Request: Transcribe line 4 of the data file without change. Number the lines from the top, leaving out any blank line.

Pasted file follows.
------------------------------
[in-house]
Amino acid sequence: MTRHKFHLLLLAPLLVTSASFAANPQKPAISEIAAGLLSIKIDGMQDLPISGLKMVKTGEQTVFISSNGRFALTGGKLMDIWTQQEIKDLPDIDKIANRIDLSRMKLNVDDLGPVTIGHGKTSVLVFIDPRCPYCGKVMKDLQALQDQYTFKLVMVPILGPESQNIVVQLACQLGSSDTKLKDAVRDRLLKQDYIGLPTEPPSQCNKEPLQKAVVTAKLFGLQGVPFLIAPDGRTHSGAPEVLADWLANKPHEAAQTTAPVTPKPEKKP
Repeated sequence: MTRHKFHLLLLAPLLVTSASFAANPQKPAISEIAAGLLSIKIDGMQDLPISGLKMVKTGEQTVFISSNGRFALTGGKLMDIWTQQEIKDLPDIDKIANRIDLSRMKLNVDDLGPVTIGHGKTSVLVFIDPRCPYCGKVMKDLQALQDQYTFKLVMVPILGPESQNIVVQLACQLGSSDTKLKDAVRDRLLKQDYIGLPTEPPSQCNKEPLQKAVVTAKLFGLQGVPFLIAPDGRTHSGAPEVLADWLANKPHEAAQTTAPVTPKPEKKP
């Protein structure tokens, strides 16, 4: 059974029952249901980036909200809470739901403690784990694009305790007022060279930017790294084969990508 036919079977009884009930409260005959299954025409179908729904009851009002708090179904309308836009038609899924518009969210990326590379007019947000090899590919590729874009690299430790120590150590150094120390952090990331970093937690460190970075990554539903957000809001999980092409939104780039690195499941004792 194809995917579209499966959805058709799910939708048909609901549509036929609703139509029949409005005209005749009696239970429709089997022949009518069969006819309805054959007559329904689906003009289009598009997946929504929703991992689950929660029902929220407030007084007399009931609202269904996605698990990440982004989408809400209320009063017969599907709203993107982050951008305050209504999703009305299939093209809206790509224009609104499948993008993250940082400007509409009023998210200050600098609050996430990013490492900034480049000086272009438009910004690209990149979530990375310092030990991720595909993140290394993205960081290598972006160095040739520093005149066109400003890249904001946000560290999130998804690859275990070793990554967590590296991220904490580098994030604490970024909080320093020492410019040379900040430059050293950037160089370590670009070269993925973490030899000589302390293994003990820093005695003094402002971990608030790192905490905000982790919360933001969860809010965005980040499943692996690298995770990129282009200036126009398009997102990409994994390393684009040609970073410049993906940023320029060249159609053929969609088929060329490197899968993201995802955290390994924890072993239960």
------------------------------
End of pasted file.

């Protein structure tokens, strides 16, 4: 059974029952249901980036909200809470739901403690784990694009305790007022060279930017790294084969990508 036919079977009884009930409260005959299954025409179908729904009851009002708090179904309308836009038609899924518009969210990326590379007019947000090899590919590729874009690299430790120590150590150094120390952090990331970093937690460190970075990554539903957000809001999980092409939104780039690195499941004792 194809995917579209499966959805058709799910939708048909609901549509036929609703139509029949409005005209005749009696239970429709089997022949009518069969006819309805054959007559329904689906003009289009598009997946929504929703991992689950929660029902929220407030007084007399009931609202269904996605698990990440982004989408809400209320009063017969599907709203993107982050951008305050209504999703009305299939093209809206790509224009609104499948993008993250940082400007509409009023998210200050600098609050996430990013490492900034480049000086272009438009910004690209990149979530990375310092030990991720595909993140290394993205960081290598972006160095040739520093005149066109400003890249904001946000560290999130998804690859275990070793990554967590590296991220904490580098994030604490970024909080320093020492410019040379900040430059050293950037160089370590670009070269993925973490030899000589302390293994003990820093005695003094402002971990608030790192905490905000982790919360933001969860809010965005980040499943692996690298995770990129282009200036126009398009997102990409994994390393684009040609970073410049993906940023320029060249159609053929969609088929060329490197899968993201995802955290390994924890072993239960």